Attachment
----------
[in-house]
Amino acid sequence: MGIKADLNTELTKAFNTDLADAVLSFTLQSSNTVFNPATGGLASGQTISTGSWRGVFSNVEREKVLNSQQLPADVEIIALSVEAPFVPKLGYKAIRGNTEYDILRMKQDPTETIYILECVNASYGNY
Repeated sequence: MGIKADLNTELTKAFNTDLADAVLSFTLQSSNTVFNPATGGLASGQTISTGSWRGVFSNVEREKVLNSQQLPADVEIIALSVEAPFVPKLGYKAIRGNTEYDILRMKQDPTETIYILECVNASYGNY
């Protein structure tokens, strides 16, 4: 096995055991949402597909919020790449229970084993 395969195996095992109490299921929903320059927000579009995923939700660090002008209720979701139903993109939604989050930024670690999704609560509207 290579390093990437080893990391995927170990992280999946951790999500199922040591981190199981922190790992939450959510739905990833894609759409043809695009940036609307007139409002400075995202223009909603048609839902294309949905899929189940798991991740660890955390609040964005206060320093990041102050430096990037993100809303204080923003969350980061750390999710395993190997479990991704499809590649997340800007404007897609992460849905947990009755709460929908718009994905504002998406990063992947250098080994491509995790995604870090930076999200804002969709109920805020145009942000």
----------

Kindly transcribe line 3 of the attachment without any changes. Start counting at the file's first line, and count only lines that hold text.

Repeated sequence: MGIKADLNTELTKAFNTDLADAVLSFTLQSSNTVFNPATGGLASGQTISTGSWRGVFSNVEREKVLNSQQLPADVEIIALSVEAPFVPKLGYKAIRGNTEYDILRMKQDPTETIYILECVNASYGNY